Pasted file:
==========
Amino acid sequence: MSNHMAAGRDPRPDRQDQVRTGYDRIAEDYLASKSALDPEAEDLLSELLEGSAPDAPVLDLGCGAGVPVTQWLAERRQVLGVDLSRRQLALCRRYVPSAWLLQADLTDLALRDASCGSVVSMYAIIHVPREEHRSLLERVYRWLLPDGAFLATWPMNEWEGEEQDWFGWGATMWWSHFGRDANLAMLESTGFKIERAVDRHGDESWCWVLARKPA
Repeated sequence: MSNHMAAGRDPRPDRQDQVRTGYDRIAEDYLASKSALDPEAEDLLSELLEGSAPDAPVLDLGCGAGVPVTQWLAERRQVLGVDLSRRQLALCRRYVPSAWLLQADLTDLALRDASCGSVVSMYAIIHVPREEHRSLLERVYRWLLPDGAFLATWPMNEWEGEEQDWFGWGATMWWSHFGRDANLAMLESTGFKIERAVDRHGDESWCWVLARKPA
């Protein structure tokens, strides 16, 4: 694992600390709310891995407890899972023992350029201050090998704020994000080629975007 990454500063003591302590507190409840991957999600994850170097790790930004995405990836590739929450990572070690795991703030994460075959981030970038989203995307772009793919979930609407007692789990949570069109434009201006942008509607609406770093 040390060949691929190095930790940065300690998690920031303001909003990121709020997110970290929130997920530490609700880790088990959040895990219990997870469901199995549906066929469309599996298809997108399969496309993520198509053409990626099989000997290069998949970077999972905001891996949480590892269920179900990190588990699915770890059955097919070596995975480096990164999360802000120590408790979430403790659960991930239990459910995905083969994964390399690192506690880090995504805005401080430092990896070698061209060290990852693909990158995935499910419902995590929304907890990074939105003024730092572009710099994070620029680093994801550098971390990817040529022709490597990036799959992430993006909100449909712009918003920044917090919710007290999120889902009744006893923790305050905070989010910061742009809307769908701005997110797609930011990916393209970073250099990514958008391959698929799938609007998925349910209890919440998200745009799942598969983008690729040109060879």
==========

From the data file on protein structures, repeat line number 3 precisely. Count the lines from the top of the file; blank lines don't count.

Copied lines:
């Protein structure tokens, strides 16, 4: 694992600390709310891995407890899972023992350029201050090998704020994000080629975007 990454500063003591302590507190409840991957999600994850170097790790930004995405990836590739929450990572070690795991703030994460075959981030970038989203995307772009793919979930609407007692789990949570069109434009201006942008509607609406770093 040390060949691929190095930790940065300690998690920031303001909003990121709020997110970290929130997920530490609700880790088990959040895990219990997870469901199995549906066929469309599996298809997108399969496309993520198509053409990626099989000997290069998949970077999972905001891996949480590892269920179900990190588990699915770890059955097919070596995975480096990164999360802000120590408790979430403790659960991930239990459910995905083969994964390399690192506690880090995504805005401080430092990896070698061209060290990852693909990158995935499910419902995590929304907890990074939105003024730092572009710099994070620029680093994801550098971390990817040529022709490597990036799959992430993006909100449909712009918003920044917090919710007290999120889902009744006893923790305050905070989010910061742009809307769908701005997110797609930011990916393209970073250099990514958008391959698929799938609007998925349910209890919440998200745009799942598969983008690729040109060879």